The State of Recycling in Texas

Released by: Environment Texas Research & Policy Center

Recycling rates in Texas reveal one of the more wasteful states in the nation. At 23 percent, the statewide rate falls almost twelve points below the national average 34.7 percent. Based on the most recent available data, only two of Texas’s major cities, Austin and Plano, exceed the national average. The table below shows how the top nine most populous cities stack up:

It’s time for Texas to catch up with the rest of the nation in waste reduction. In 1991, the state legislature set a goal to achieve a 40 percent rate, but never specified a timeline and failed to outline a clear plan. Thankfully, there are several actions that can help Texas achieve its original goal, outlined in this report.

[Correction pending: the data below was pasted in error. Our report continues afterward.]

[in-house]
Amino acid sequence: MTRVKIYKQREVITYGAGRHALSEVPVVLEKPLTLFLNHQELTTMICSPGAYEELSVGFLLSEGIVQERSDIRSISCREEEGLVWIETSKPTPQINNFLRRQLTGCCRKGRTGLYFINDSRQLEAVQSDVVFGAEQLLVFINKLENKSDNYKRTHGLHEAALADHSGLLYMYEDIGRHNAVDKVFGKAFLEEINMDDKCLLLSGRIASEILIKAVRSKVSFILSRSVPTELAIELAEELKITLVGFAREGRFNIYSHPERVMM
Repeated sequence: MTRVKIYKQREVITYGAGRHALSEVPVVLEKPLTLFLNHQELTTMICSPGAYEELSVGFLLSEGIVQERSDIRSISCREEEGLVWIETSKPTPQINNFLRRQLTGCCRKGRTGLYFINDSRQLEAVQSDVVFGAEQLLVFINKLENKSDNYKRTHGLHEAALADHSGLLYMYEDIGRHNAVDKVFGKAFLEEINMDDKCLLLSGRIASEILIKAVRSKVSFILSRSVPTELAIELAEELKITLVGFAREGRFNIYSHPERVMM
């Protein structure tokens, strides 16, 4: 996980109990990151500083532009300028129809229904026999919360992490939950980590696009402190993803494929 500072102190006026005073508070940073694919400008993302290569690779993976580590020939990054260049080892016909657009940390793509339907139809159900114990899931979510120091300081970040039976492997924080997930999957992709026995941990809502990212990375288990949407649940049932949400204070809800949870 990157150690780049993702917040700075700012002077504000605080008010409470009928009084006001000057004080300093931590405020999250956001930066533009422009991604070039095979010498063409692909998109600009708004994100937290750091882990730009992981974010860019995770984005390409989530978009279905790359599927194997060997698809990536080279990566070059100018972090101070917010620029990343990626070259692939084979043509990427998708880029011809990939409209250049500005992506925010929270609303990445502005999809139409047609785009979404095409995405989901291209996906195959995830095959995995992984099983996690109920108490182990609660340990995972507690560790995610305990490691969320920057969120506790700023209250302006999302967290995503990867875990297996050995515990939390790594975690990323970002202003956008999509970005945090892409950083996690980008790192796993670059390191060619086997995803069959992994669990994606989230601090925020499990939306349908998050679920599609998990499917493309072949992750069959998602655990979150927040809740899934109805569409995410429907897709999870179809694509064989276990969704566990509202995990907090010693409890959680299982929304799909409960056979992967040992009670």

Recent international trade disputes have opened a new window of opportunity for recycling and economic development. For decades, cities throughout the United States sent millions of tons of scrap material to China to be recycled. This past year, China effectively stopped accepting our refuse, claiming it was too contaminated and unsellable for recycling. With nowhere to go, recyclables have been piling up in sorting facilities throughout Texas and many other states. This disruption has increased service costs, decreased revenue, and in some cases led recycling collectors to stop their services.

As the saying goes, change brings opportunity. Recycling has proven to bring economic benefits in Texas through the creation of 17,000 jobs and adding more than $3 billion to the state economy in a year. In the wake of China’s policy changes, Texas has an opportunity to further develop its recycling economy through expanded collection, sorting, and end-market solutions.